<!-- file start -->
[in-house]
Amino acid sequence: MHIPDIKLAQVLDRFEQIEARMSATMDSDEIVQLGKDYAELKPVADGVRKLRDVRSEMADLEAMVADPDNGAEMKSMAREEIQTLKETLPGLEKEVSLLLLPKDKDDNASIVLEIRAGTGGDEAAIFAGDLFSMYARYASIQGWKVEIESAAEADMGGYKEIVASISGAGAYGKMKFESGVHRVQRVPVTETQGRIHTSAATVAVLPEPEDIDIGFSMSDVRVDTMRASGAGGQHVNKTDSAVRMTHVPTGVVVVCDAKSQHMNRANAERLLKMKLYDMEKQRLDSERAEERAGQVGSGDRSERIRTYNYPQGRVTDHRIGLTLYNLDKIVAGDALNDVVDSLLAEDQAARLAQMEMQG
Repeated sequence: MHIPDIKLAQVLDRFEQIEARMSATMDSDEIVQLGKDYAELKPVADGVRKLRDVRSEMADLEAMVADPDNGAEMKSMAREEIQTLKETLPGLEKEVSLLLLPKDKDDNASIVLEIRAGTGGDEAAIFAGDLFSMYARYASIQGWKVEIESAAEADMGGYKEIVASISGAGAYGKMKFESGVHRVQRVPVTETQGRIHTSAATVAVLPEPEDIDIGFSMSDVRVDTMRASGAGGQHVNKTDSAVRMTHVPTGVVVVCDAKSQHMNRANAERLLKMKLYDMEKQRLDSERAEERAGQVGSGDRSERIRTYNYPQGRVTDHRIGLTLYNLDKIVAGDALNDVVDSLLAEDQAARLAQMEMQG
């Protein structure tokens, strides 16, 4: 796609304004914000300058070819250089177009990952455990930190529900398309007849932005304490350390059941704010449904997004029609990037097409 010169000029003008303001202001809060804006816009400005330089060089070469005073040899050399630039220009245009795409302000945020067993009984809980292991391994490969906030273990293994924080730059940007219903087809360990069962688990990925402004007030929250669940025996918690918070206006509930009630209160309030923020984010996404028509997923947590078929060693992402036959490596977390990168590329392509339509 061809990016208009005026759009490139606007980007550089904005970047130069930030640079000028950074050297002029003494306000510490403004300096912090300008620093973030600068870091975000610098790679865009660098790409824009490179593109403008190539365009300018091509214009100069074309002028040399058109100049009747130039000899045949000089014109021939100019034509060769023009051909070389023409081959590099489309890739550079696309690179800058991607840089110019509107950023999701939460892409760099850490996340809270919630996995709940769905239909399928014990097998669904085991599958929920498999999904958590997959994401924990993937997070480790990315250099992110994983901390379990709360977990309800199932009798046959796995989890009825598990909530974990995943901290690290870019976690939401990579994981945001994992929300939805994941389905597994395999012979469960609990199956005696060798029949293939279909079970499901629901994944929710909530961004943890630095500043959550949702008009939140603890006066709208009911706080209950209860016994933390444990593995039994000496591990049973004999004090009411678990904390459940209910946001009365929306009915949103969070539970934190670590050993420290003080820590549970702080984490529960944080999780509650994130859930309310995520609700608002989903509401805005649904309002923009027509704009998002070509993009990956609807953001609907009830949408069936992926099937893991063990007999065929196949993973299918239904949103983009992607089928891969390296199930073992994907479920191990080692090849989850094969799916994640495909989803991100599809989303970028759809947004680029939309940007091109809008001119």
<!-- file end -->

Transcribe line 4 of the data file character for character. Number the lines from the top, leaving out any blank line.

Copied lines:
């Protein structure tokens, strides 16, 4: 796609304004914000300058070819250089177009990952455990930190529900398309007849932005304490350390059941704010449904997004029609990037097409 010169000029003008303001202001809060804006816009400005330089060089070469005073040899050399630039220009245009795409302000945020067993009984809980292991391994490969906030273990293994924080730059940007219903087809360990069962688990990925402004007030929250669940025996918690918070206006509930009630209160309030923020984010996404028509997923947590078929060693992402036959490596977390990168590329392509339509 061809990016208009005026759009490139606007980007550089904005970047130069930030640079000028950074050297002029003494306000510490403004300096912090300008620093973030600068870091975000610098790679865009660098790409824009490179593109403008190539365009300018091509214009100069074309002028040399058109100049009747130039000899045949000089014109021939100019034509060769023009051909070389023409081959590099489309890739550079696309690179800058991607840089110019509107950023999701939460892409760099850490996340809270919630996995709940769905239909399928014990097998669904085991599958929920498999999904958590997959994401924990993937997070480790990315250099992110994983901390379990709360977990309800199932009798046959796995989890009825598990909530974990995943901290690290870019976690939401990579994981945001994992929300939805994941389905597994395999012979469960609990199956005696060798029949293939279909079970499901629901994944929710909530961004943890630095500043959550949702008009939140603890006066709208009911706080209950209860016994933390444990593995039994000496591990049973004999004090009411678990904390459940209910946001009365929306009915949103969070539970934190670590050993420290003080820590549970702080984490529960944080999780509650994130859930309310995520609700608002989903509401805005649904309002923009027509704009998002070509993009990956609807953001609907009830949408069936992926099937893991063990007999065929196949993973299918239904949103983009992607089928891969390296199930073992994907479920191990080692090849989850094969799916994640495909989803991100599809989303970028759809947004680029939309940007091109809008001119």